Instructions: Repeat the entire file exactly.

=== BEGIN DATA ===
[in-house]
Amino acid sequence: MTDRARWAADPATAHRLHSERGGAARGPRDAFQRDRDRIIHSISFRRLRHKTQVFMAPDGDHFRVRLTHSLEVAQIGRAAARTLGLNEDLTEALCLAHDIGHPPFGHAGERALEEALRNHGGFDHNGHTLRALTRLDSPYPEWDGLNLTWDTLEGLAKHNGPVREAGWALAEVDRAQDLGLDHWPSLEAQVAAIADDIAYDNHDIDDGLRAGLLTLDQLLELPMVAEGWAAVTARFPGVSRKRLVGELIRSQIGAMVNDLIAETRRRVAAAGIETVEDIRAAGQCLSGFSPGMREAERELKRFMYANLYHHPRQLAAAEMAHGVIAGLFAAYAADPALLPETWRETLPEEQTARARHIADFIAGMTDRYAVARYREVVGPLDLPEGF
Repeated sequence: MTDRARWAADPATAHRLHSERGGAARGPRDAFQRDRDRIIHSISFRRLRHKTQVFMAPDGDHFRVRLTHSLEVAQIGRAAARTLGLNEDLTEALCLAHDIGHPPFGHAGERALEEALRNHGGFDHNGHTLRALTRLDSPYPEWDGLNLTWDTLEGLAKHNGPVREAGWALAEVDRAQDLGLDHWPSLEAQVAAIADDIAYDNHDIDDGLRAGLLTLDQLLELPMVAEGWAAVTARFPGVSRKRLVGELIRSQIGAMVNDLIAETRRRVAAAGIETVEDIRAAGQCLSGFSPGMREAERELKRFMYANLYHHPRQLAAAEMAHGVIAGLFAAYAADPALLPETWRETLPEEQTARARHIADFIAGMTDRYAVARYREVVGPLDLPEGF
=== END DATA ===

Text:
[in-house]
Amino acid sequence: MTDRARWAADPATAHRLHSERGGAARGPRDAFQRDRDRIIHSISFRRLRHKTQVFMAPDGDHFRVRLTHSLEVAQIGRAAARTLGLNEDLTEALCLAHDIGHPPFGHAGERALEEALRNHGGFDHNGHTLRALTRLDSPYPEWDGLNLTWDTLEGLAKHNGPVREAGWALAEVDRAQDLGLDHWPSLEAQVAAIADDIAYDNHDIDDGLRAGLLTLDQLLELPMVAEGWAAVTARFPGVSRKRLVGELIRSQIGAMVNDLIAETRRRVAAAGIETVEDIRAAGQCLSGFSPGMREAERELKRFMYANLYHHPRQLAAAEMAHGVIAGLFAAYAADPALLPETWRETLPEEQTARARHIADFIAGMTDRYAVARYREVVGPLDLPEGF
Repeated sequence: MTDRARWAADPATAHRLHSERGGAARGPRDAFQRDRDRIIHSISFRRLRHKTQVFMAPDGDHFRVRLTHSLEVAQIGRAAARTLGLNEDLTEALCLAHDIGHPPFGHAGERALEEALRNHGGFDHNGHTLRALTRLDSPYPEWDGLNLTWDTLEGLAKHNGPVREAGWALAEVDRAQDLGLDHWPSLEAQVAAIADDIAYDNHDIDDGLRAGLLTLDQLLELPMVAEGWAAVTARFPGVSRKRLVGELIRSQIGAMVNDLIAETRRRVAAAGIETVEDIRAAGQCLSGFSPGMREAERELKRFMYANLYHHPRQLAAAEMAHGVIAGLFAAYAADPALLPETWRETLPEEQTARARHIADFIAGMTDRYAVARYREVVGPLDLPEGF